Only in Miami can a haircut joke involving a foreign dictator spark a racism debate.
Miami Commissioner Joe Carollo made the joke about fellow Commissioner Ken Russell's recent haircut, comparing it to North Korean leader Kim Jong-un's, at the end of an 11-hour commission meeting late Thursday night.
"I've been meaning to say this, but I wanted to wait till the end. Through the day, the more I look at you, I'm becoming fond of the 'Kim Jong-un,'" Carollo said, referring to Russell's haircut. "I was just wondering if that's in favor of the nuclear negotiations with Trump or showing your protest against Trump and his negotiations with Kim."
Russell, who is Japanese American, decried the joke as racist on Twitter. Carollo denied any racist intent Friday morning in an interview with the Miami Herald.
"If it was racist, I don't think anybody there would have been laughing," he said.
The comment did draw laughs from some people in the chambers at that hour. Russell and others were upset, including Mayor Francis Suarez, who said the comment was "completely inappropriate."
Russell, whose mother is Japanese, immediately left the dais as the meeting formally adjourned. He returned minutes later to tell Carollo the joke was inappropriate and racist.
Carollo disagreed and said he didn't know why Russell would say that. Carollo later said he was sorry if Russell felt offended, but he didn't think the teasing merited the reaction.
"It's not my fault he got a bad haircut," he said.
Russell later told the Miami Herald that he was offended and felt the comment was racist and out of line, saying Carollo exhibited a "sense of humor from a bygone era."
Russell first publicly referenced the comments in a vague tweet shortly after the meeting, around 10:15 p.m.
"Racist jokes are not jokes. They’re just racist. That is all."
That wasn't all. Shortly after midnight, he tweeted:
"Tonight at City Commission, commissioner Carollo made a joke likening my appearance to Korean dictator Kim Jong Un," Russell wrote. "I let him know that racist humor is unacceptable. People have made Asian jokes around me since I was a kid. Wasn’t funny then. Not funny now."
The comment sent ripples through the commission chamber at the conclusion of a long day. Carollo's words incited loud laughter from multiple people in the room. Others were not amused. Some staffers were overheard denouncing Carollo's comment. Others said they simply thought it was a comment about a "bad haircut."
Early Friday, Carollo told the Herald that the accusations of racism were "absurd," saying he did not intend to make any kind of derogatory statement about Russell's race or ethnicity. He said he was only referencing Jong-un while teasing Russell about the haircut because Russell had previously asked the commission to approve symbolic resolutions related to national issues, requests that Carollo said were political moves while Russell was running for Congress.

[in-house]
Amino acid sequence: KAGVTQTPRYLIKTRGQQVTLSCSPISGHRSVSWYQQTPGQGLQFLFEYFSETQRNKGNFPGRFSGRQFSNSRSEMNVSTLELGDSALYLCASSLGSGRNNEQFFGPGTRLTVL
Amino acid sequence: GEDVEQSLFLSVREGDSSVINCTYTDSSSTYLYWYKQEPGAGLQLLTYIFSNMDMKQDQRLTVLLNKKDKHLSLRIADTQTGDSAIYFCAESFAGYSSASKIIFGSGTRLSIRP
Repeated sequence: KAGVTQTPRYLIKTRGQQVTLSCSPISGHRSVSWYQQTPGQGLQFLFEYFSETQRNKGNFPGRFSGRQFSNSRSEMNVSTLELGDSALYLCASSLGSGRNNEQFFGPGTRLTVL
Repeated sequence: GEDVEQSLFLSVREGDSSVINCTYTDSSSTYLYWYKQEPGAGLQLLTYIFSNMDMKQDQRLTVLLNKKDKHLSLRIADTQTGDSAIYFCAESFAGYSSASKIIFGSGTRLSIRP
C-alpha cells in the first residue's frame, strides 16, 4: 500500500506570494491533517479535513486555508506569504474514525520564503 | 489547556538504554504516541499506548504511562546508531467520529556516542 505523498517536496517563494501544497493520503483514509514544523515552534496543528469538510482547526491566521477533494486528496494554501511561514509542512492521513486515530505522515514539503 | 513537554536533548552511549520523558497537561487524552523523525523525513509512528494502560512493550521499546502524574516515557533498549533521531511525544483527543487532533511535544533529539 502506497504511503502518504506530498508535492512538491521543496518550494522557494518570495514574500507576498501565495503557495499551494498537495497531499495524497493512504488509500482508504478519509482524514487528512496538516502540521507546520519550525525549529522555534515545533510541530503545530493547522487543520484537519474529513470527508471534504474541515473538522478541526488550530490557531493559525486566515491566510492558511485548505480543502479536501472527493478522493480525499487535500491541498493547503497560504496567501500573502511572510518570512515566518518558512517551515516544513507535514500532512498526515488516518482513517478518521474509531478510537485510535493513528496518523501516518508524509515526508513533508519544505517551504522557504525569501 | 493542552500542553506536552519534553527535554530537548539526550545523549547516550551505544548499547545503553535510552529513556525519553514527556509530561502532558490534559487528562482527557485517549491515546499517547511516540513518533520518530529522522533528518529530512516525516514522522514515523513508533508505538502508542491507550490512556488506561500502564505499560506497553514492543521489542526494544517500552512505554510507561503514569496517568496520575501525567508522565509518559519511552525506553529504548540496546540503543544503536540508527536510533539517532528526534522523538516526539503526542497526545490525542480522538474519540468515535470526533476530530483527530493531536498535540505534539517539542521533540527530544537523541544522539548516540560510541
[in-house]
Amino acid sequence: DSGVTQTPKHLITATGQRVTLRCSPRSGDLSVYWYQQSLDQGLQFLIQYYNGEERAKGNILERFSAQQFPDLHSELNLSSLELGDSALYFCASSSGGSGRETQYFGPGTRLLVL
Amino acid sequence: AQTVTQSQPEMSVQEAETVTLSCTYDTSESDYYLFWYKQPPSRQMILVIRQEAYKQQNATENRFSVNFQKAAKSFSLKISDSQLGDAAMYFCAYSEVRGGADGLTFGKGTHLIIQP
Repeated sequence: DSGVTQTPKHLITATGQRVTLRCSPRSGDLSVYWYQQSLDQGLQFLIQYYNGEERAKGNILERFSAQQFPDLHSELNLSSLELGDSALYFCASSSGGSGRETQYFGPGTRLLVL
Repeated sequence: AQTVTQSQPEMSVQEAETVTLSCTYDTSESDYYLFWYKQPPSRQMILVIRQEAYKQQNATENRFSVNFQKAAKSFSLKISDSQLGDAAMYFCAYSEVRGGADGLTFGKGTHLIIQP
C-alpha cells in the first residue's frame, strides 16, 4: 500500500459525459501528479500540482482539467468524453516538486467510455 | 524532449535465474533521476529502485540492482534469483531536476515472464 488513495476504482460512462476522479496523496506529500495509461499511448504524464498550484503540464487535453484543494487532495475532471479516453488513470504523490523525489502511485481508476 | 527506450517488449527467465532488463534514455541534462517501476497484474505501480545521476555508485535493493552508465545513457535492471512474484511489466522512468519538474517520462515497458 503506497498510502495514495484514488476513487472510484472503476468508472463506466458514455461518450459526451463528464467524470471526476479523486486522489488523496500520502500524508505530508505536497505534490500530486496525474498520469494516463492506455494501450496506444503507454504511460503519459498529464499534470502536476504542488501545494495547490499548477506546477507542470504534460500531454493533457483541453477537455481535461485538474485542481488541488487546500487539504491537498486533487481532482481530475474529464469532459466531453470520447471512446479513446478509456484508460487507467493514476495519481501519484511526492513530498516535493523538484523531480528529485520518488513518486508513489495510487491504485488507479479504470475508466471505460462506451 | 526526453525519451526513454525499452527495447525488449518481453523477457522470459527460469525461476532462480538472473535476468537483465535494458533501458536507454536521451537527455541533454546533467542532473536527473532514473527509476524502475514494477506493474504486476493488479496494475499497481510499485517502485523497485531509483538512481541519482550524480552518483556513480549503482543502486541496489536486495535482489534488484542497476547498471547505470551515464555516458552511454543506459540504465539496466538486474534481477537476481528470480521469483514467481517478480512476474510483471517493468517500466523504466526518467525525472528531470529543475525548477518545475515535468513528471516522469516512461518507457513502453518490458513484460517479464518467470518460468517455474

"The joke was about how when he was running for Congress, every month he wanted us to approve resolutions about sending something to D.C.," he said. "It was a joke about whether he got the haircut to support or oppose nuclear talks with Trump and Jong-un. It did not have anything to do with ethnicity, racism or comparing him to any dictatorship."
The incident signals a widening rift between Russell and Carollo. The teasing, Russell said late Thursday, was unbecoming behavior for a commissioner.
"We just don't have time for these games," he said. "It's taking things in the wrong direction."
Carollo suspected that Russell was making a political move by creating a controversy out of the comments to gain political leverage in the future.
"He's using this as a smokescreen to see if he can handicap me in future debates on the commission," he said.
The incident echoes a bitter moment between Carollo and former Mayor Maurice Ferré more than 30 years ago, during Carollo's early years on the Miami commission.
In spring 1985, the two were on opposite sides of a debate about whether to demolish the Bayfront Park library. Ferré favored tearing down the library for a park redesign envisioned by Isamu Noguchi, a famous Japanese sculptor and landscape architect. Carollo, along with the County Commission, felt the building should be saved and Noguchi should have found a way to include it.
During the debate, Ferré was incensed with a statement Carollo made that Ferré felt was insulting to Noguchi.
"If the argument against my proposal is that the presence of the library doesn't fit with Mr. Noguchi's plan ... then I say let's give him permission to hang Japanese lanterns on the building and make it part of his plan," Carollo said at that time.